There are situations when it is necessary for a veterinarian to change a medical record to ensure that the correct information is recorded. Whether making a correction in electronic records or paper-based records, a veterinarian must not delete or make the original information illegible when making a correction.
Paper-based Records: Corrections should be documented with the date of the change, the initials/name of the person making the change and a notation explaining the reason for the change. It is sufficient to strike a single line through incorrect information in paperbased records. The original information must remain legible.
Electronic Records: Electronic records should establish an audit trail that documents the change and retains the original information. A veterinarian must be familiar with the auditing capabilities of their software system, for example:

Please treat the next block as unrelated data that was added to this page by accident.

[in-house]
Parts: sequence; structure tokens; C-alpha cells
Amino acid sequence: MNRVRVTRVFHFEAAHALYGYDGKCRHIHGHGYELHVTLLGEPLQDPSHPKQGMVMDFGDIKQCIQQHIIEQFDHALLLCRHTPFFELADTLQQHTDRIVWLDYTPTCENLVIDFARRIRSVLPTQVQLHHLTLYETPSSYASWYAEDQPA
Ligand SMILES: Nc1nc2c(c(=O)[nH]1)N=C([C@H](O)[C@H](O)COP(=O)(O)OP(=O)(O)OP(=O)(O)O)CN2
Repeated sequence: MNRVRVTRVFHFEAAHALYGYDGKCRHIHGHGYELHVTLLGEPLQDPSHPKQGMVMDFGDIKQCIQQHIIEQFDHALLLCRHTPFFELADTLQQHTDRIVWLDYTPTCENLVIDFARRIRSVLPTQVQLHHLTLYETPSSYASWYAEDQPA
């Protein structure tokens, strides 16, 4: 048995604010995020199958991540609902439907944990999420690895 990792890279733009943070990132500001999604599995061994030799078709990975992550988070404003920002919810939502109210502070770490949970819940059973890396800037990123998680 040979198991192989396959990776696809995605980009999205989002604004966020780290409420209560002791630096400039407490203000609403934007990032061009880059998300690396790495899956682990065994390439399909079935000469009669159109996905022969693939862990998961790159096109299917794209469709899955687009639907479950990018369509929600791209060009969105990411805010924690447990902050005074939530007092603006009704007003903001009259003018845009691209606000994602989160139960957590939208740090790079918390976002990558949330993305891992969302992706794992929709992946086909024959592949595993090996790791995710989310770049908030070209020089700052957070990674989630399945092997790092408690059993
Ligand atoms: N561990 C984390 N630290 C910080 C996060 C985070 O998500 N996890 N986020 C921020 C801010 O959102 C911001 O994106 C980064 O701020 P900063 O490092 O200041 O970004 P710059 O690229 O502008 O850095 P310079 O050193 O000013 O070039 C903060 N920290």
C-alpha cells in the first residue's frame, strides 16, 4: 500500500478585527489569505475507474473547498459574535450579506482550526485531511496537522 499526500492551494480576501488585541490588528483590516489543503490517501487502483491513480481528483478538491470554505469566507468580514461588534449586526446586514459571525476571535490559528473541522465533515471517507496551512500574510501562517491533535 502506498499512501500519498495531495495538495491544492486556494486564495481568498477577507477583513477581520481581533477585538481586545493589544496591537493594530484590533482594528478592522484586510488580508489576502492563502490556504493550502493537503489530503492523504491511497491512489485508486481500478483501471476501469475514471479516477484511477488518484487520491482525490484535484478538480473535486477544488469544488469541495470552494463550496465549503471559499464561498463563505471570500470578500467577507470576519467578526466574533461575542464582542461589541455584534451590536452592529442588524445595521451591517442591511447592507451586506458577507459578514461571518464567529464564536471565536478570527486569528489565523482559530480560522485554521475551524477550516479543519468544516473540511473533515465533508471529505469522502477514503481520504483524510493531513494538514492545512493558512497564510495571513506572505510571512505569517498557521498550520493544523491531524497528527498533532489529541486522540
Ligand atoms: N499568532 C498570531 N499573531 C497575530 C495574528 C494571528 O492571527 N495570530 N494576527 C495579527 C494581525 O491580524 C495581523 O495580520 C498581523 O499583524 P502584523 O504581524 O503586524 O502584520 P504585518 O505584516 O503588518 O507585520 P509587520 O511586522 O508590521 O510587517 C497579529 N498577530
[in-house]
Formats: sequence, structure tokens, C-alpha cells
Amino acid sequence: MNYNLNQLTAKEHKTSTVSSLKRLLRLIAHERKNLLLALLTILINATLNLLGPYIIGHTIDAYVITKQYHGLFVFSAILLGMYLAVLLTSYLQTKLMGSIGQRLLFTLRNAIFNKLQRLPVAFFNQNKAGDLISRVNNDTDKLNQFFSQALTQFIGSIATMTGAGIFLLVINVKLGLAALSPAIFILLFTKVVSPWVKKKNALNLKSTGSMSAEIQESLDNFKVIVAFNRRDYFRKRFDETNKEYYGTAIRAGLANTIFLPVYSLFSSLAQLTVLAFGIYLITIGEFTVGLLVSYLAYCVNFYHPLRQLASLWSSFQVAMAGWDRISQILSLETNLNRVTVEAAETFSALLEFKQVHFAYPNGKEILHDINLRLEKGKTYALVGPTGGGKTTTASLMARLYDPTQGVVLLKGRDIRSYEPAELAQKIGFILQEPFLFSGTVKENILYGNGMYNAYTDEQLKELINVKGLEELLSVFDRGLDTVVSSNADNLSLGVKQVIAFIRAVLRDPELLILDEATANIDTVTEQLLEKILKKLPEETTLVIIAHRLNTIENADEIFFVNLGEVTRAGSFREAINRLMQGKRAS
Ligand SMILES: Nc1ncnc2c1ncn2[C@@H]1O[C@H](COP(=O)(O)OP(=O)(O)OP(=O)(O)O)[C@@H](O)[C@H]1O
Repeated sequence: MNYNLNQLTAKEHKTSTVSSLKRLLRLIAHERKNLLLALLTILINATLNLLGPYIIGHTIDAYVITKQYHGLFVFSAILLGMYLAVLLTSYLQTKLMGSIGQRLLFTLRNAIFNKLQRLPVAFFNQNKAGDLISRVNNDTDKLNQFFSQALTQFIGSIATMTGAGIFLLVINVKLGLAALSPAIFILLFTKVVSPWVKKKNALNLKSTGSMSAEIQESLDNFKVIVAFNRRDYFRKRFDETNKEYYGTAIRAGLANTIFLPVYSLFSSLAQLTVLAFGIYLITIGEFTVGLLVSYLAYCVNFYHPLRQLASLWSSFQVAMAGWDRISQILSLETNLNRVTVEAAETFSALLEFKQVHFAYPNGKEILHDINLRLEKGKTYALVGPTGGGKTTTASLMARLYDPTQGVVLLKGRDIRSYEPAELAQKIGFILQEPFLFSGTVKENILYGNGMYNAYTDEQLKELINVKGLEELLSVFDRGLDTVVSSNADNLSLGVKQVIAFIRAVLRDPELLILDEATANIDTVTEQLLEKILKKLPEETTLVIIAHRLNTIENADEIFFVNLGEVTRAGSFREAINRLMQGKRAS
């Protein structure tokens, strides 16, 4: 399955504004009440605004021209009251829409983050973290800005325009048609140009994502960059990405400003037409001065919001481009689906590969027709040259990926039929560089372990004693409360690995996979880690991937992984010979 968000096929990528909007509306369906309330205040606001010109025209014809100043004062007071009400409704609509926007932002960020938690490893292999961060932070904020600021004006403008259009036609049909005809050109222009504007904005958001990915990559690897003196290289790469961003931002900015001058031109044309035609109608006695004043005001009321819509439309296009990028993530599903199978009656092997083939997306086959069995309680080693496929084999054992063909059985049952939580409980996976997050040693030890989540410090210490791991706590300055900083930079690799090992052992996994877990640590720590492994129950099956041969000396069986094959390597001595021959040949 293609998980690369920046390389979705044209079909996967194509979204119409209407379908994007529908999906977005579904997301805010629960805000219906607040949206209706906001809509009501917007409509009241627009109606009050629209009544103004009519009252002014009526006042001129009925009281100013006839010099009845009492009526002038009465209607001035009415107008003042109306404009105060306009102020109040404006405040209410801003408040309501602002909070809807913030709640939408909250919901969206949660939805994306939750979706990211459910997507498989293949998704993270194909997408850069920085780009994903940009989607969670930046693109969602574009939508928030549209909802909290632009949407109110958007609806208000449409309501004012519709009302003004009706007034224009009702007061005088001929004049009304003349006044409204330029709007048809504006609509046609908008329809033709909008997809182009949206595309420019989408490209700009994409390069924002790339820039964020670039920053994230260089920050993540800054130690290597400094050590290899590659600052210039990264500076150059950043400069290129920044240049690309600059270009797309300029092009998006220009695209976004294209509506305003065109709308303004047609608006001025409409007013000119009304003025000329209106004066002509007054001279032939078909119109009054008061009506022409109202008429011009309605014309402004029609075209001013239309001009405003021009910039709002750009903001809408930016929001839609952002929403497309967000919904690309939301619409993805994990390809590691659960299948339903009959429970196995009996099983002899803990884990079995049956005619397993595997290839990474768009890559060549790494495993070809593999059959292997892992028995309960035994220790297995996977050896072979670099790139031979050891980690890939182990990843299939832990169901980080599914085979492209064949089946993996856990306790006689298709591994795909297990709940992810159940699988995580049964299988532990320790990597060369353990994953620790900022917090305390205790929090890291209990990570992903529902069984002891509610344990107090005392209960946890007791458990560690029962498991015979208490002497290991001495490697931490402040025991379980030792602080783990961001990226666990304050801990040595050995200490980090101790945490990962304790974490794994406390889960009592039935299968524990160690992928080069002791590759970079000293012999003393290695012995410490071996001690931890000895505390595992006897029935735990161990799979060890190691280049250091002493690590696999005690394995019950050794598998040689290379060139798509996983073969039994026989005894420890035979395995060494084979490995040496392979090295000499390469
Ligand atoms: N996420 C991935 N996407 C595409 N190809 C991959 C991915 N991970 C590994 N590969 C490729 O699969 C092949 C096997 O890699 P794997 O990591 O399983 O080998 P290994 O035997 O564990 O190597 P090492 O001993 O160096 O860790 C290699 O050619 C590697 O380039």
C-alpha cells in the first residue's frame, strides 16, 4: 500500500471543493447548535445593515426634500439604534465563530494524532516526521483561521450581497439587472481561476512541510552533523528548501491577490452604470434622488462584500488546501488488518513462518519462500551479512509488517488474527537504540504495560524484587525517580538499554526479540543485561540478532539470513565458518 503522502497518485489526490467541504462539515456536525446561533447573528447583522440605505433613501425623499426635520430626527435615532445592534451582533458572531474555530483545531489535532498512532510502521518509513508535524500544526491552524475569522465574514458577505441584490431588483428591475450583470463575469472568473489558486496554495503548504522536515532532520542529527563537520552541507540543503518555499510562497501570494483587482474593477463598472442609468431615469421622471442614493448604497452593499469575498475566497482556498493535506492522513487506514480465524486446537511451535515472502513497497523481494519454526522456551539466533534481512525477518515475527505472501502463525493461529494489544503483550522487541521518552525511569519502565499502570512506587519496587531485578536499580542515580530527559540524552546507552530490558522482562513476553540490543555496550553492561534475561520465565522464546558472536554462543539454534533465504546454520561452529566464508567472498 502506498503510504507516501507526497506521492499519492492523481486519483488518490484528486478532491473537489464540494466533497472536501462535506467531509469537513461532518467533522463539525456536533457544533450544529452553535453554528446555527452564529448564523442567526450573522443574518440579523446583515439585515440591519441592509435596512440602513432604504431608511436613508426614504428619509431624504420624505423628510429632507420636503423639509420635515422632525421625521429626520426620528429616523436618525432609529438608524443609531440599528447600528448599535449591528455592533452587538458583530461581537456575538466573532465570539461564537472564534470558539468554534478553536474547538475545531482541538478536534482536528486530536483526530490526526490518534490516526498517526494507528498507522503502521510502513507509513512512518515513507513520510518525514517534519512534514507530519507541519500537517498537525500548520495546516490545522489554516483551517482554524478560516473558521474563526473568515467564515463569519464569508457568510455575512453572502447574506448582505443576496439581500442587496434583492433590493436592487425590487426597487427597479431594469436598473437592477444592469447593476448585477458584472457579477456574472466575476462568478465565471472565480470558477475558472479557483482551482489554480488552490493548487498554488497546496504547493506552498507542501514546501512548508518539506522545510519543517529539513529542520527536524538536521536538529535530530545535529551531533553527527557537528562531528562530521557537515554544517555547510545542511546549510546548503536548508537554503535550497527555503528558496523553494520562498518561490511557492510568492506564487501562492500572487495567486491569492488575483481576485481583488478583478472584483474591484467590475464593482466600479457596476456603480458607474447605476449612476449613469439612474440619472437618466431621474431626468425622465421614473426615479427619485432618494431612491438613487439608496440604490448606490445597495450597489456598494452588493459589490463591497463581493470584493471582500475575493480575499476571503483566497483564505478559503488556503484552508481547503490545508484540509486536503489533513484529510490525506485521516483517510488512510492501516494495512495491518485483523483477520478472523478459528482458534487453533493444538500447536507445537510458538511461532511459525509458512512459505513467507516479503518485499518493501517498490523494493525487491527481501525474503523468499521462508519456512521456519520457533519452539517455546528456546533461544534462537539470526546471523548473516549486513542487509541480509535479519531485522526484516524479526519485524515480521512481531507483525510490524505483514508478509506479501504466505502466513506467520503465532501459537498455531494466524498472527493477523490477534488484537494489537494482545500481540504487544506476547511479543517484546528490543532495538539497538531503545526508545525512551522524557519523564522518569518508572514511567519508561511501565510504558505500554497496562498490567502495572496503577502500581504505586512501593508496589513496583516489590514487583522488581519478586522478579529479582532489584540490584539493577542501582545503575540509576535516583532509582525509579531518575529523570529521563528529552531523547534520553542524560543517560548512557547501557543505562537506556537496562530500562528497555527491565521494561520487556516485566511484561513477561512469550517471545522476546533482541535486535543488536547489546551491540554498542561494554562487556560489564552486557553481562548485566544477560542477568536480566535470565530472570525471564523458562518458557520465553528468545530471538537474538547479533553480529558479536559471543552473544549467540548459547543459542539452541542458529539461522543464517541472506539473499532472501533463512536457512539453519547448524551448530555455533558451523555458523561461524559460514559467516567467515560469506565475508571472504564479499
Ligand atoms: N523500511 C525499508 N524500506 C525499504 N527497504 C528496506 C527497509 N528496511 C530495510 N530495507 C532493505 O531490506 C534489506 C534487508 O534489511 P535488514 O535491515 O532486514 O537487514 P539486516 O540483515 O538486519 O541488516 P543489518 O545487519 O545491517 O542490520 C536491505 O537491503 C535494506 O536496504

Some systems have an on/off feature for preserving the original content of records.
Other systems have a time-out feature or locking feature – this feature can be set so the system will time-out after a period of inactivity. The veterinarian must then sign back into the system to make the next entry.
If a software system does not have auditing capabilities, then a correction to the record can be documented as an addendum with the date of the change, the initials/name of the person making the change, reference to the entry being modified, and a notation explaining the reason for the change.
While some systems maintain an audit trail external to the main record, it is still considered part of the record. When making copies of electronic records, the audit trail must be accessible and capable of being printed.